Wrapped in a Mystery inside an Enigma
T. E. Lawrence

Years ago, I started to read about T.E. Lawrence; he fascinated me. He went to Oxford and became an archeologist just over a century ago. Then he traveled to Carchemish in northern Syria on his first dig. However, WWI broke out a couple years later. Lawrence got a commission by the British Army and surveyed the Negev Desert, which the British Army needed during WWI. The Ottoman Turks would have to cross the Negev in order to attack the British in Egypt.

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T. E. Lawrence

Thus began the emergence of this enigmatic person who we know as Lawrence of Arabia. Over the next decade, he matured into a military celebratory of sorts. It is interesting that his personality consisted of many opposites. He became known throughout the world, but he was very shy. He was very open and outgoing while being reclusive. When he went to the Middle East, he had no military experience but was a military guru during the Arab Revolt a couple years later. Finally, he had extremely limited political background, however, he predicted the political future of much of the Middle East.

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Lawrence of Arabia

Lawrence wrote about his time in the Middle East in Seven Pillars of Wisdom in the early 1920s. That book has also intrigued me for years including its odd title. You will find in Proverbs 9:1 where he gleaned the title, Seven Pillars of Wisdom. "Wisdom hath builded her house, she hath hewn out her seven pillars...." (KJV)

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This is his book about his involvement in the Arab Revolt in 1916-1918.

This is one of the sites most often called the Seven Pillars. We know that Lawrence was stationed in the British Army at Wadi Rum where these pillars are located. Some historians assume that this biblical place was the basis for Lawrence's title. What intrigues me is why he used an OT term for what essentially was about an Arab revolt in the 20th century.

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The Seven Pillars at Wadi Rum

For many years, I have admired T. E. Lawrence. In fact, he is one of my mentors in my personal life. Nonetheless, as I discover more about him, I discover how much I have yet to grasp fully who he was. Lawrence reminds me of Churchill's phrase about being "wrapped in a mystery inside an enigma." While a mentor of mine, he is precisely that for me.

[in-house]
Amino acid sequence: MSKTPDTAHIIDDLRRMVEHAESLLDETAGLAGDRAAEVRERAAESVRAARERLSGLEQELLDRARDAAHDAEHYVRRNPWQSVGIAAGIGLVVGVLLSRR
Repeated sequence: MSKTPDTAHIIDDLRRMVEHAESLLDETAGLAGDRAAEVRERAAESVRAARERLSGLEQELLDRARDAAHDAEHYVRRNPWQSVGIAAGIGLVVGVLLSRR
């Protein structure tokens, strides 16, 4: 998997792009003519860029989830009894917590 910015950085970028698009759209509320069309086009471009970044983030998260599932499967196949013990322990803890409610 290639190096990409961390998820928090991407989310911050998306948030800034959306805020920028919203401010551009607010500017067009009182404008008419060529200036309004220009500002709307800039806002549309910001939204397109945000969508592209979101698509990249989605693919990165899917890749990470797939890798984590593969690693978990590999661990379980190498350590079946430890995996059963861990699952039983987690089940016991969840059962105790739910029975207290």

Regardless of the difficulty, this essay is my attempt to put some of the pieces together so that I can get closer to understanding one of my mentors. I realize, at the end of this essay, that I will still have a radically limited picture of one of my mentors. Nevertheless, I will gain by applying what I learn about T. E. Lawrence to my life.

Therefore, let us begin. While Lawrence's personality was a vast dichotomy, I have listed over a dozen contradictions about which he held in tension, which makes him a true leader.

  1. While the British and French were allies during WWI, Lawrence wanted to protect the British from French geopolitical control in the Middle East, which would adversely affect Britain. Lawrence and the British needed the French during the war, but he did want to allow the French to expand in the Middle East as a result.
  2. The Sykes-Picot Agreement was signed in secret during WWI to determine the political spheres of influence that both Britain and France would possess in the Middle East after they defected Ottoman Turks, who were a part of the Central Powers in WWI. While Lawrence was not privy to Sykes-Picot, he was pro-British. He did not want to allow any type of French geopolitical dominance, especially in the Middle East.
  3. While Lawrence was British, he certainly had dual loyalties when his Arab allegiances were factored into his equation. He was determined to help the Arabs, especially Emir Faisal. Lawrence's dedication to the Arab Revolt helped provide Faisal the means to become the head of Iraq.

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Emir Faisal

At the end of the war, Faisal and Lawrence attend the peace conference.

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Faisal and Lawrence at Versailles (Lawrence is standing to the right of Faisal)